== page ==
Cubs to Trade Sammy Sosa to Mets for Cliff Floyd?
Cubs intent on calling it quits with Sosa (Jay Mariotti, Chicago Sun-Times)
All you need to know is that Ryne Sandberg didn’t even pause. Asked if Sammy Sosa is the Greatest Cub Ever — remember, he has homered 574 times, helped maintain the franchise’s place as a cultural phenomenon and contributed to saving baseball from itself in the late ’90s — Sandberg was confident enough about his thoughts to respond instantly Monday. ”I think it’s Ernie Banks,” he said.
Well, yeah. Sosa was a home run machine for several seasons and was the sunny, funny half of a a fantastic chase to eclipse Roger Maris’ single season home run record, along with Mark McGwire. But Sosa was never the complete ballplayer than Banks was.
Such is the depth of the hole Sosa has dug himself with his latest blunder and lie. A Wrigleyville grave, you might call it. Everyone in Cubdom, including the rational and polite Sandberg, is disgusted by the way Sosa disgraced himself Sunday by walking out on his team during the final afternoon of a lost season. In fact, what we learned the day after is that the Cubs aren’t at all viewing his quit job as a momentary blip, an act of frustration soon to be forgiven with a shrug and exchange of heart taps. No, Tribune Co. is using Sosa’s petulant departure as a way of greasing the skids for an option thought impossible back in the days of mutual love and kisses. Taking in the near-consensus opinion among local fans and media that Sosa finally has worn out his welcome, the Tribsters appear eager to trade the future Hall of Famer and the $17 million owed him for 2005. It is eminently clear, despite Dusty Baker’s lack of control in the clubhouse all season, that the manager has the full backing of general manager Jim Hendry, the man who hired him. It’s also clear Sosa, whose health and production no longer are reliable elements as his body shrinks and breaks down, is having trouble getting along with Baker and won’t be able to co-exist with him.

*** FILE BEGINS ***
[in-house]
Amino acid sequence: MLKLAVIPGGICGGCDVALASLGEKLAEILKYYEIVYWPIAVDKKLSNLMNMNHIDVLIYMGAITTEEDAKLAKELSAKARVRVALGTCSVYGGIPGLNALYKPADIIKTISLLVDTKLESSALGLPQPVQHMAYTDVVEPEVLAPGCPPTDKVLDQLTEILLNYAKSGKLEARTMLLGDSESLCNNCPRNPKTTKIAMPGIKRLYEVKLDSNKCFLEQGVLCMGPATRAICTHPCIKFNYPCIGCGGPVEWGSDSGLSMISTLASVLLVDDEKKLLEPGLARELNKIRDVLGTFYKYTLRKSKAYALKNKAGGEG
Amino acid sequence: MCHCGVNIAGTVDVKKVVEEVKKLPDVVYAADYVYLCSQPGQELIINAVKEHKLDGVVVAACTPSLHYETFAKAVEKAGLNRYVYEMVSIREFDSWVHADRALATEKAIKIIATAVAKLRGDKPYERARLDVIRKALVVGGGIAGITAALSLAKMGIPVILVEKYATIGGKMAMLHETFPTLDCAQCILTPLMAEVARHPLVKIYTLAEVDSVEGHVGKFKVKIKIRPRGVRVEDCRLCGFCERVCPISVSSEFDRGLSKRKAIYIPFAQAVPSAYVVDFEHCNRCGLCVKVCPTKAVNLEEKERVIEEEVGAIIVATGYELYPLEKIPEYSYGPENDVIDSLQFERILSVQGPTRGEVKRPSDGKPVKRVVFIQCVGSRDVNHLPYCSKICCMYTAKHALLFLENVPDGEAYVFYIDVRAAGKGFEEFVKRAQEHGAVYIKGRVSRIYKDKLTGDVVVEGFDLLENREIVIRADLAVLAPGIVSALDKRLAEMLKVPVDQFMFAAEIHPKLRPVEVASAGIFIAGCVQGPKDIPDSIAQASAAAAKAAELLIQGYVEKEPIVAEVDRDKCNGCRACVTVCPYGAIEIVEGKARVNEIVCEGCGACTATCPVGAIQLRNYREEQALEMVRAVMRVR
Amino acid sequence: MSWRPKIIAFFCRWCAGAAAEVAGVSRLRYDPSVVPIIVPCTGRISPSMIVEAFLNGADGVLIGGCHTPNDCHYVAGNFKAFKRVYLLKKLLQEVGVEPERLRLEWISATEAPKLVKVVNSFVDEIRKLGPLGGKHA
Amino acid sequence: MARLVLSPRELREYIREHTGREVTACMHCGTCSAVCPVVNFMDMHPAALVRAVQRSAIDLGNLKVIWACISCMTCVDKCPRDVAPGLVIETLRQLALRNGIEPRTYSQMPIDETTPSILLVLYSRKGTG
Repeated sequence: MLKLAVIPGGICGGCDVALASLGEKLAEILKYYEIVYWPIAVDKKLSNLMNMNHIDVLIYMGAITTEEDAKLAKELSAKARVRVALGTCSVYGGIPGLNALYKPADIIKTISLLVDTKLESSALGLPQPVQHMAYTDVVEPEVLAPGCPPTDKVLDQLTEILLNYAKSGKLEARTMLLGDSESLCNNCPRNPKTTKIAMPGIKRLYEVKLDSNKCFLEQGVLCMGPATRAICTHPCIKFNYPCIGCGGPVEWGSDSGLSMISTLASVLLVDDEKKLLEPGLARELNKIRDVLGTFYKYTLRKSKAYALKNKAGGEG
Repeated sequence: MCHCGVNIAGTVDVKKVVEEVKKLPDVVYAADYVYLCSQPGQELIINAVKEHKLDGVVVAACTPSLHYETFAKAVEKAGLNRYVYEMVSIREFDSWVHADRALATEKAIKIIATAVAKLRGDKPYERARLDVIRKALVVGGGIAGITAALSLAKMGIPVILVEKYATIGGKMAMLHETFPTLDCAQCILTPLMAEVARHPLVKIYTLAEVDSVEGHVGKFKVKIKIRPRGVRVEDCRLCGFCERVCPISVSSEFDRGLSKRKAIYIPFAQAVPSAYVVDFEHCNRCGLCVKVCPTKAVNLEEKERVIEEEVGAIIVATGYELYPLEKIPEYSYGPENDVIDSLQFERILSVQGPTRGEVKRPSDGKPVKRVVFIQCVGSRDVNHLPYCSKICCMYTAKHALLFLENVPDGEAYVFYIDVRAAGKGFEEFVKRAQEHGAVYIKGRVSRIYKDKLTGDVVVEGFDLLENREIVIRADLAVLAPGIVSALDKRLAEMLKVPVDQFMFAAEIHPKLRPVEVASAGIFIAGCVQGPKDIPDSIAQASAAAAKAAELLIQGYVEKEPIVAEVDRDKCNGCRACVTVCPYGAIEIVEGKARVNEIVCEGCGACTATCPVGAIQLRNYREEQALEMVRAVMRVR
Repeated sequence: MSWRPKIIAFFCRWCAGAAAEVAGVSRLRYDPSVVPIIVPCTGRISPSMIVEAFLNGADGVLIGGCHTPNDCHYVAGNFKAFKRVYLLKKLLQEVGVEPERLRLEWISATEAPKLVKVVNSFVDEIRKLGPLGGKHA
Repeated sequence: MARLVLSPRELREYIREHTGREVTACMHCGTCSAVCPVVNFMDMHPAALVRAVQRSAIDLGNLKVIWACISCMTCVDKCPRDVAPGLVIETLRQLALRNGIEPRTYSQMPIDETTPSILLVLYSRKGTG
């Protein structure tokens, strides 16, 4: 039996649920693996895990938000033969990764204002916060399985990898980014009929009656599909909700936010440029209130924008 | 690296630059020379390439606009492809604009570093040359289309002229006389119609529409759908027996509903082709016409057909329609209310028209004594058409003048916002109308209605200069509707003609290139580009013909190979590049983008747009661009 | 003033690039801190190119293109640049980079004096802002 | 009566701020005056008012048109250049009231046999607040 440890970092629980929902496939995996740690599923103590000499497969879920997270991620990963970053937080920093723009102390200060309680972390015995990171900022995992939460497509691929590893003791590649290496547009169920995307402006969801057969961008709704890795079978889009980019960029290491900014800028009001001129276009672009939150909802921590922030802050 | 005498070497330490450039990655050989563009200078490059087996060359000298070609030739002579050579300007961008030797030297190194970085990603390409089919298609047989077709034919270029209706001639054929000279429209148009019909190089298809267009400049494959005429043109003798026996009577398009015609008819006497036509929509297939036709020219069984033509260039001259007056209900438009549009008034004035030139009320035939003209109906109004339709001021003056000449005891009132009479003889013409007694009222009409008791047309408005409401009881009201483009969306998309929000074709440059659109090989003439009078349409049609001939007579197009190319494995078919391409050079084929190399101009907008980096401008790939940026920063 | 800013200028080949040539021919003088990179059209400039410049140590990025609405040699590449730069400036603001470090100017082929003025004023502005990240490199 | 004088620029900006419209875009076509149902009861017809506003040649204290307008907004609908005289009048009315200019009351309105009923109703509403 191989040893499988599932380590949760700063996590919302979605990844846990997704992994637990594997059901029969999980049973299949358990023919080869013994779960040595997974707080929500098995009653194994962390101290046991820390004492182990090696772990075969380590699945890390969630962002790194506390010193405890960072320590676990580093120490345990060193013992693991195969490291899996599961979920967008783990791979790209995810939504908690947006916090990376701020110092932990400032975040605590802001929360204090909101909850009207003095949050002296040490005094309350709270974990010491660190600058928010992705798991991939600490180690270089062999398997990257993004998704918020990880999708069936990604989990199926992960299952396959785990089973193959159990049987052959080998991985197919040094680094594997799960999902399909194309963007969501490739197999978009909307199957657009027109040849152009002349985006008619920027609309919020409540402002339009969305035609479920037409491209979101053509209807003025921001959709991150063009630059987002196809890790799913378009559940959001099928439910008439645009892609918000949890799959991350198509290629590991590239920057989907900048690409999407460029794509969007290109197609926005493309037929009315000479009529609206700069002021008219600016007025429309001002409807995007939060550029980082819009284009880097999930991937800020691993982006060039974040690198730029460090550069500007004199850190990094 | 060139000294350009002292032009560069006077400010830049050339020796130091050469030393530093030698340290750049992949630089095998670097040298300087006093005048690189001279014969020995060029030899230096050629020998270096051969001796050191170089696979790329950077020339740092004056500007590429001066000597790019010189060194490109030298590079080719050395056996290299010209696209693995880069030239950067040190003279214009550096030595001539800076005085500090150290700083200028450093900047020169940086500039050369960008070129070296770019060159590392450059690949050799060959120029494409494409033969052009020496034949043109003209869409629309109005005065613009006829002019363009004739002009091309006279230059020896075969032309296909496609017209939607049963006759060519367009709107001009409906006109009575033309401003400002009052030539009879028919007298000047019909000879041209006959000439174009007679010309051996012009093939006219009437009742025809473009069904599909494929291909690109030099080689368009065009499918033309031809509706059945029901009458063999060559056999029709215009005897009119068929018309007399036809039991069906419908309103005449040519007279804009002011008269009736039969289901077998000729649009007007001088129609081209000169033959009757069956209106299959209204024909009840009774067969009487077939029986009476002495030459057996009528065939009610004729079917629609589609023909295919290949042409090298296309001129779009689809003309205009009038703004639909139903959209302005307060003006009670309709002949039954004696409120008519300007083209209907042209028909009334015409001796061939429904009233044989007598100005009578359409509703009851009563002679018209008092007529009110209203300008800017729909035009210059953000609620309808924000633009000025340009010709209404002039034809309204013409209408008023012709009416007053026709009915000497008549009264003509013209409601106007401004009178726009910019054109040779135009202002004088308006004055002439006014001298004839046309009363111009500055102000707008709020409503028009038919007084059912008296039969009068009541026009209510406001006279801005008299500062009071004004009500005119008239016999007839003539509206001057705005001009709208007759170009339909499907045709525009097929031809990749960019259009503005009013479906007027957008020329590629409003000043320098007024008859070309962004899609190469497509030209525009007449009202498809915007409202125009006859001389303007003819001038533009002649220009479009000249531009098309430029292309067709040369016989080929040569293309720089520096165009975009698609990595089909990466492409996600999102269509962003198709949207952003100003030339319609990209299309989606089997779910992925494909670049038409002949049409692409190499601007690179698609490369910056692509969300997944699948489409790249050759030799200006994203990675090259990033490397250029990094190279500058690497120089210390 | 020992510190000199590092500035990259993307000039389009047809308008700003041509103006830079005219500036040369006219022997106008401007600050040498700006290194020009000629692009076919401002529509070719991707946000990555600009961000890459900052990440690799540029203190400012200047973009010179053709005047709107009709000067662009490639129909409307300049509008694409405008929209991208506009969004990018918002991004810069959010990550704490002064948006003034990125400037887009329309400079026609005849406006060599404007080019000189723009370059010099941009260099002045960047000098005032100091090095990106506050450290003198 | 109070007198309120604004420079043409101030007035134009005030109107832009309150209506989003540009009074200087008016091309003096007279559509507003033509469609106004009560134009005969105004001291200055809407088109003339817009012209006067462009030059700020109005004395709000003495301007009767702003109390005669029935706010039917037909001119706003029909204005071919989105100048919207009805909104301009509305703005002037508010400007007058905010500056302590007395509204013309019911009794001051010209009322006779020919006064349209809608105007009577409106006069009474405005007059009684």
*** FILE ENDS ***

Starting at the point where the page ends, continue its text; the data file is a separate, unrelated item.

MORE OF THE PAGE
A parting of ways is best for Sosa and the club. He is obviously a bitter man, deeply hurt over what he considers disloyal fans and media. True, some of us who regularly saluted him in the past have found constant fault with him the last two seasons. But what are we supposed to do, blindly defend Sosa when cork is found in his bat and he hatches some b.s. story about a batting-practice mixup? What are we supposed to do, ignore the problems he has with his teammates? What are we supposed to do, sympathize with him when he abandons the ballclub and fans on the symbolic final day of an agonizing, abysmal season?
It’s hard to be sympathic to a guy who won’t even show up for work, especially when the job pays more for a single day than most Americans make in a year. Of course, it’s hard to trade a declining malcontent who makes $17 mil a season:
Assuming the New York Mets and general manager Omar Minaya, the man who discovered Sosa in the Dominican Republic, are interested in Sosa, they surely would want the Cubs to take on the salary of left fielder (and Chicago native) Cliff Floyd, who made $6.5 million last season. A more logical next stop is the American League, where he would be valuable as a designated hitter who could concentrate on hitting home runs and staying healthy. Whatever the case, the Cubs have to rid themselves of Sosa. If they must eat millions, then eat millions.
I suspect they’ll be eating millions.